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August 23, 2005



Piracy is viral marketing. For most content (as opposed to application software), one of (if not the) most important advertising sources is buzz or word of mouth. Telling your friend about it. Buzz depends on ALL the users, not just the users who bought legal copies. Now admitedly, some of those buzz-generated new buyers will find pirated copies, but some will buy legal copies. And that buzz also effects the next piece of content, the next book in the series, the next album or new chart, or the next movie by that actor/director - or the last one if you haven't tried it yet (to keep pointing in the direction of the long tail.)

If there is someone who WANTS to use your content but will never buy it, then it is in your interest to have "pirated" copies around. If they're not going to buy it, at least they can help generate the buzz. And maybe they'll buy one later when they can.


There are fundamental differences between software (Microsoft's case) and content (e.g. MPAA and RIAA's interests) as noted above. But these differences are more profound than the issue of piracy, and they spell potential doom for content providers, though simple, legal market forces.

Music content producers (i.e. artists), in particular, make their money on tours, and enter into agreements with record companies to make recordings that serve to promote the tours. It's the record companies that make their money on the recordings themselves. Thus far, this has been a symbiotic, contractual relationship.

Now, what happens when you have a new way (e.g. the Internet, using p2p technologies) to promote the artists directly? No more need for a middleman. In other words, no more need for the record companies. It's a clear-cut example of market forces phasing out an obsolete market niche and serving to return things to a condition closer to their constitutional roots -- the promotion of science and useful arts directly. No more middleman.

The companies represented by the RIAA know this. They know that they no longer have a monopoly on the means to get artists' content into the hands of consumers, thereby promoting the artists' real money-making activities (again, tours). They've been dealt out of the game by technology, and are responding by attempting to legislate their business model. They desperately want p2p to go away completely, before its legal uses make them irrelevant completely. And it's not going to happen. The RIAA is headed directly for obsolescence, which is likely one reason why they've been on the leading edge of fighting piracy so ferociously.

Movie production is a more troubling issue, since the availability of home theatre equipment makes it possible for people to enjoy movies as they're meant to be enjoyed. I'm not sure what the solution is for that; it's pretty clear that movie producers and distributors will need to come up with additional ways to get people into theatres. I suppose IMAX is one idea (screens much too large for home users to ever compete with).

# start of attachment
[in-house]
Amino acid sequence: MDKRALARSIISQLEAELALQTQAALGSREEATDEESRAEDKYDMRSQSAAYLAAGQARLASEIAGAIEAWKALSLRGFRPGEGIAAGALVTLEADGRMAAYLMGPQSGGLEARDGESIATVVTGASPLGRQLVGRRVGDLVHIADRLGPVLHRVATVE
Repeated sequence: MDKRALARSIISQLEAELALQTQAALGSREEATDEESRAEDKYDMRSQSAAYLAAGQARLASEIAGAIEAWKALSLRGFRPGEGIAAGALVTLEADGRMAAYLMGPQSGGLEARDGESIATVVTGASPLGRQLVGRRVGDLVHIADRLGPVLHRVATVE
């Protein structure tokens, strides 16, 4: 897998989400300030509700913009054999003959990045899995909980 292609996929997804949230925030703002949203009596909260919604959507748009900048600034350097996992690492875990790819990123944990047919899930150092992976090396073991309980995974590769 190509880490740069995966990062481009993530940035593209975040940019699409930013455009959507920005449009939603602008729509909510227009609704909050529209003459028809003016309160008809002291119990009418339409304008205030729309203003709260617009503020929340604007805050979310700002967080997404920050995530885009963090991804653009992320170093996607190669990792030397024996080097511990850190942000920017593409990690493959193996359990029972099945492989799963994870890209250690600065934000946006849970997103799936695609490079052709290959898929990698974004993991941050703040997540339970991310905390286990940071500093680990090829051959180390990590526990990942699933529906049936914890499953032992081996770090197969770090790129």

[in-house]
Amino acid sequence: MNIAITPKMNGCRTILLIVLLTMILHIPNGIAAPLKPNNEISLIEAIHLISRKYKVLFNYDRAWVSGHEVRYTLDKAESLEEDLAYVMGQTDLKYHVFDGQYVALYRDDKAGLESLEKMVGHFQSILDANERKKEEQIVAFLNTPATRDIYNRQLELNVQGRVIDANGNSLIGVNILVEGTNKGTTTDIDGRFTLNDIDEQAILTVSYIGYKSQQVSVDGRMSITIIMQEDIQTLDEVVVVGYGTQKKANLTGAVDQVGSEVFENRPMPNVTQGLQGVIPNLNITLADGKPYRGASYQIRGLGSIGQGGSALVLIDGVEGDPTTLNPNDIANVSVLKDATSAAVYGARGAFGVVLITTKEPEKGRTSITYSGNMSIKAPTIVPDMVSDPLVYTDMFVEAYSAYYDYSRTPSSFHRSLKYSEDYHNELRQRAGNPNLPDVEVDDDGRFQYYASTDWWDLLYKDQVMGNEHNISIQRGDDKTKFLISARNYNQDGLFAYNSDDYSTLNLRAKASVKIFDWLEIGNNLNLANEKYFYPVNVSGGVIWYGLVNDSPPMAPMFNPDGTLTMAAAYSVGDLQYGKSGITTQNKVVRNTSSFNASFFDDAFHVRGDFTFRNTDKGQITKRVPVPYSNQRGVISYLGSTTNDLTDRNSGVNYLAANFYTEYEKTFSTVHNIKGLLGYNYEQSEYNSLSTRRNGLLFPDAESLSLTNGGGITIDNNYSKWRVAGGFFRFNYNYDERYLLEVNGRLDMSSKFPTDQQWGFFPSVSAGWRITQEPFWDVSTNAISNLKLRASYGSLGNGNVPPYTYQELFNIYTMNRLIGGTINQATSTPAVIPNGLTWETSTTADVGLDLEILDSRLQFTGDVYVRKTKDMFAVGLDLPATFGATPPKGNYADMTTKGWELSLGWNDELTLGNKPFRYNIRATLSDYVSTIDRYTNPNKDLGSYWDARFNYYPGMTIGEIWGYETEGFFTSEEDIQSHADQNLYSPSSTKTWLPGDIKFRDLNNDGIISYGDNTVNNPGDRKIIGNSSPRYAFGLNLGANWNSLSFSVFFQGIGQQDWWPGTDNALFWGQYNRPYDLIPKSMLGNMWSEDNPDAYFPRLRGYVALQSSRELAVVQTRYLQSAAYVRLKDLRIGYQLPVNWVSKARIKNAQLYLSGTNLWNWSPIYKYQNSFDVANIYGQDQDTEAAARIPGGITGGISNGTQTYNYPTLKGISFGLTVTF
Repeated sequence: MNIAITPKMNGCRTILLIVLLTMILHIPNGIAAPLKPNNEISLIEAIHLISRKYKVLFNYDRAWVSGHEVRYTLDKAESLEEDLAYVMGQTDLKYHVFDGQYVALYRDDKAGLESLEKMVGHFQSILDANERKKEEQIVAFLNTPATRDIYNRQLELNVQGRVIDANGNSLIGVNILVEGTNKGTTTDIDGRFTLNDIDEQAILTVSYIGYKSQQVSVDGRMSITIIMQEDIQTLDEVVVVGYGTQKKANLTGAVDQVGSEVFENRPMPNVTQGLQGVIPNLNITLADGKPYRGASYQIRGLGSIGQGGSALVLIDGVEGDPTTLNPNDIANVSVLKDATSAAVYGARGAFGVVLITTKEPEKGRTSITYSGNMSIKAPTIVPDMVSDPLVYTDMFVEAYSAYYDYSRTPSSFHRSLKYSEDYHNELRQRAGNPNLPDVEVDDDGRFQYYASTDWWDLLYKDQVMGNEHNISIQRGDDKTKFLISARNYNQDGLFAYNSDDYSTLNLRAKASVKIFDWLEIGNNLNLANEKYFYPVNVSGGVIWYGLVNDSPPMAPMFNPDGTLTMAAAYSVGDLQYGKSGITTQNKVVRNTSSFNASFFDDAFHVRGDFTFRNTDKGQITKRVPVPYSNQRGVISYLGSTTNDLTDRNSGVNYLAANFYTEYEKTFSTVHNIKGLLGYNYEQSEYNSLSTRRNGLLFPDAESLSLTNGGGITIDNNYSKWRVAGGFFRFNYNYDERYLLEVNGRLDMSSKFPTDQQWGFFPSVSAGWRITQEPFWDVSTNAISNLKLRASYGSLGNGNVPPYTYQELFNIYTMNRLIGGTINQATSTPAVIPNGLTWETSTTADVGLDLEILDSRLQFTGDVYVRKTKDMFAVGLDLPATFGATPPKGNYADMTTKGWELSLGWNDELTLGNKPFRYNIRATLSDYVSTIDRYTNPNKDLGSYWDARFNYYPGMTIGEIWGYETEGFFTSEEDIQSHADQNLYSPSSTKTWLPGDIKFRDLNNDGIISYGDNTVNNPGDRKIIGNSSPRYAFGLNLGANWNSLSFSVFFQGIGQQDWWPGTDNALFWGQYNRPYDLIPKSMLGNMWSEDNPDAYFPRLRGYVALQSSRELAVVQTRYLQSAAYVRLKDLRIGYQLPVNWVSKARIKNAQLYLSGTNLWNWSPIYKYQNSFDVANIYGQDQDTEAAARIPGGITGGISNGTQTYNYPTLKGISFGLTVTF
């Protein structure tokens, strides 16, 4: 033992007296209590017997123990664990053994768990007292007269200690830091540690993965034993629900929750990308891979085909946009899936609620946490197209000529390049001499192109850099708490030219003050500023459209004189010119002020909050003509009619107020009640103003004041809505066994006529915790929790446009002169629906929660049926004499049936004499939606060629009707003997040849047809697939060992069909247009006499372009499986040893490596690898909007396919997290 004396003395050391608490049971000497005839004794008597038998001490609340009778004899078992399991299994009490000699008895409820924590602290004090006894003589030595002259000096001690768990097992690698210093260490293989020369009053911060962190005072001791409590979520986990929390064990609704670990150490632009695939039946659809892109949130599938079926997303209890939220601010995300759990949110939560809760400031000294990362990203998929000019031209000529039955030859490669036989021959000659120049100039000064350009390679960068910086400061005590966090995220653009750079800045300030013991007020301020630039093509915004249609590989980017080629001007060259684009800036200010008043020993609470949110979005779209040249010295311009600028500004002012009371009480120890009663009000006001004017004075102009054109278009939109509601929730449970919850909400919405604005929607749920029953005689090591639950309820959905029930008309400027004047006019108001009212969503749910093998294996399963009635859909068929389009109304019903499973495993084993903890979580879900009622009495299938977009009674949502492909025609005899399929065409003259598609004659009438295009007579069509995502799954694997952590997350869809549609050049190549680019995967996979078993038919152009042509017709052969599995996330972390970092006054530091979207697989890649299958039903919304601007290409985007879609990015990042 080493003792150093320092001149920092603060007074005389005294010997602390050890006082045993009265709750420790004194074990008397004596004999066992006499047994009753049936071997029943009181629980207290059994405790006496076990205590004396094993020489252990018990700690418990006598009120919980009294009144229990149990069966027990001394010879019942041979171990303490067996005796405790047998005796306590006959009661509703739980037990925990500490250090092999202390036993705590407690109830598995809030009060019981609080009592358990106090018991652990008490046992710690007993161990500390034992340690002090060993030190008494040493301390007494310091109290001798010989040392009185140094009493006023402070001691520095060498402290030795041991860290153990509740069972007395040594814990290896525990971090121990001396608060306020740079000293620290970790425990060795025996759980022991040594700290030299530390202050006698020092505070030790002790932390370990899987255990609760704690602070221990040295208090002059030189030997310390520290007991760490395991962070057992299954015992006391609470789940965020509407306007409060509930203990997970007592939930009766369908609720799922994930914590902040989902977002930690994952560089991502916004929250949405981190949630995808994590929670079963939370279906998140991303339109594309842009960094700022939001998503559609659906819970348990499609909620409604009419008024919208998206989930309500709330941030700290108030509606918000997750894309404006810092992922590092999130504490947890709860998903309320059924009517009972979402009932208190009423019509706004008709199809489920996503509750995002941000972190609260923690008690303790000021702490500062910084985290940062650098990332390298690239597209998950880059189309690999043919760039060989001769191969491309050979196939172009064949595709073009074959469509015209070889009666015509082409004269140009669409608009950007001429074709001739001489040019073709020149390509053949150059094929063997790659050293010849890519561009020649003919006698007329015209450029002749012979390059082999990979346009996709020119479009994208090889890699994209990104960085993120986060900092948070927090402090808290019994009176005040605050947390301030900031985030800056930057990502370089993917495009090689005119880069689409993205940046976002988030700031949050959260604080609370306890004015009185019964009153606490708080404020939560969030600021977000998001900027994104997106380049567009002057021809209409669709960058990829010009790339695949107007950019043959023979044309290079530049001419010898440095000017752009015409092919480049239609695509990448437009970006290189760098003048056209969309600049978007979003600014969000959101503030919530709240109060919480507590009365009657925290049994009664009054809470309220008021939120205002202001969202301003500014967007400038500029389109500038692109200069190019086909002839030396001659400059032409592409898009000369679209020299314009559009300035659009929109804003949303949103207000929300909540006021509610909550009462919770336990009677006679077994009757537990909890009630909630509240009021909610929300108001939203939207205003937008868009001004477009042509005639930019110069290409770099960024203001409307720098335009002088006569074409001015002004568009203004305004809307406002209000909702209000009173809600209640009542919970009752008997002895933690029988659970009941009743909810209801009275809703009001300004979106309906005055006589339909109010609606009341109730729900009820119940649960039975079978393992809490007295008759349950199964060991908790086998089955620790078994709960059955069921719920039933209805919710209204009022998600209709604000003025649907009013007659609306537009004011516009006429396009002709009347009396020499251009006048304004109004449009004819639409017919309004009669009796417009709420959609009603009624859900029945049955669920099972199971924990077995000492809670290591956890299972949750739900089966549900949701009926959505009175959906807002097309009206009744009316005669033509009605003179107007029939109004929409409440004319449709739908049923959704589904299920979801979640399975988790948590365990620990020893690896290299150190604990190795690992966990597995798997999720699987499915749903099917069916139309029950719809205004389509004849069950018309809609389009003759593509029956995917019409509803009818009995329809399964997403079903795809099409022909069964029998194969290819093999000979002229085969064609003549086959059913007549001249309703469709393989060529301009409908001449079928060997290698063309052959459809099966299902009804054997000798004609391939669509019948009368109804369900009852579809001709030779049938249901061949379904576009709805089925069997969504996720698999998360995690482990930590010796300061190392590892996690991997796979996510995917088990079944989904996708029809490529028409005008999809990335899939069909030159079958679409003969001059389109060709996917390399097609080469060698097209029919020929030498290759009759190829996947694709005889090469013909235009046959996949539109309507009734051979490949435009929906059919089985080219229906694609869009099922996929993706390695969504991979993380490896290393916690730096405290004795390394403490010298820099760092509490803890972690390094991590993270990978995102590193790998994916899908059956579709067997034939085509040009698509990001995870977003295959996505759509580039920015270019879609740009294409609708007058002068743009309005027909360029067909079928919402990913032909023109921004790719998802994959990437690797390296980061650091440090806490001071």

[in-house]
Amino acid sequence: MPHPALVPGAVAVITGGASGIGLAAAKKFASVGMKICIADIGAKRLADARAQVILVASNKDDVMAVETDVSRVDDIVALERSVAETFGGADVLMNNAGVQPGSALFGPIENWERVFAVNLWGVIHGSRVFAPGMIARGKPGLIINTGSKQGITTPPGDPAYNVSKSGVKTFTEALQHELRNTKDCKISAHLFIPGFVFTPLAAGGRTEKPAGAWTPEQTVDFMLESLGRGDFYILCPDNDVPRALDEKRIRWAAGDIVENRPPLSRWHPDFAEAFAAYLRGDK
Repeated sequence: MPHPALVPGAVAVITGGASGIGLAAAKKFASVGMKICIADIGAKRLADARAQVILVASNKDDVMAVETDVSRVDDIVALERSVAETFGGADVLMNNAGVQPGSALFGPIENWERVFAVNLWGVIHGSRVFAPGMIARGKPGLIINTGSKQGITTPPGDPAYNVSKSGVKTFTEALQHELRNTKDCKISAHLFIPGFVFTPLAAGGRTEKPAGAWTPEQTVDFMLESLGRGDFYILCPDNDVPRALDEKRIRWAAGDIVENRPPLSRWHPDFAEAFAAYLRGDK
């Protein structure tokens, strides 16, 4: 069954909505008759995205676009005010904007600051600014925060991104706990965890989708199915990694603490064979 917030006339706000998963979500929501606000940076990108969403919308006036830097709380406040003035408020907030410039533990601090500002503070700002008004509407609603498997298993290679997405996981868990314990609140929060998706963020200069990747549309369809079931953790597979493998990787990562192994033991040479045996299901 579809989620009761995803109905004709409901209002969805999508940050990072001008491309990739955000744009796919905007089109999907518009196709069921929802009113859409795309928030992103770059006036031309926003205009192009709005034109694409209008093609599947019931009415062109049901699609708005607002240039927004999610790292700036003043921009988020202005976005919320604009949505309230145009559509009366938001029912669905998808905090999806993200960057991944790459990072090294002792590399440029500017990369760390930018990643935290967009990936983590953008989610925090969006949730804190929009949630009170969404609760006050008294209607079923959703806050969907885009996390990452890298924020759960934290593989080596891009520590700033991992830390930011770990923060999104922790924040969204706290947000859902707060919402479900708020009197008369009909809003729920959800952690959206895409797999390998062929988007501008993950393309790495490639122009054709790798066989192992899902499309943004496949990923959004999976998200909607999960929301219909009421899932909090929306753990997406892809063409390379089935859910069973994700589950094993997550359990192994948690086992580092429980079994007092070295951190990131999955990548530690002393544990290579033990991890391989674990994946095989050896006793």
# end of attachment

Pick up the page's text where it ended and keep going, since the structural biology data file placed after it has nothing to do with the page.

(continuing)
As for TV, I would suggest that television production shops should explicitly differentiate between online-traded content that includes commercials and content that doesn't. Sure, the consumer can still fast-forward over the commercials (just as they do at home with VCR's). But at least the commercials would still be there and still serve as a revenue stream. It would also promote the shows themselves, and promote goodwill between TV producers and consumers simply looking for their favorite shows in the most convenient form available. P2P offers real advantages for television producers if and when they grasp the potential. Perhaps movie producers could also learn from this and develop ways to maintain, or even increase, revenue through the same process.

Matt McIrvin

Cory Doctorow said:

"Non-DRM CDs have experienced a slew of innovation[...] DVD players have not seen a single substantial new feature in their decade in the market."

They have seen some, but it actually supports your point, since the most interesting new features aren't about playing commercial DVDs, but about DRM-less or DRM-stripped content (e.g. CDs holding video files using popular codecs like DivX and XviD; there's a Philips player that is particularly good with these, and the thing is selling like hotcakes).

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A large group of you advocate piracy on the grounds that it ha a high chance of helping the companies being pirated against. I steal MS Word to use at home and end up getting hooked and having my boss buy it for me a work.

There is nothing wrong with this argument and is correct from a theoretical standpoint - it is possible. But if this was empirically viable for companies, I would expect them to pursue legal forms of free distribution of their product, not impose an additional "ethical" cost (yes, economists recognize these) on those who get pirated software.

In fact, isn't this the purpose of offering demo or non-Pro versions of software? Get a person hooked, their value increases and they purchase the additional features of the Pro version.

I find it tough to swallow that companies are that much inthe dark to fail to recognize if piracy were potentially profitable. But, they were wrong before...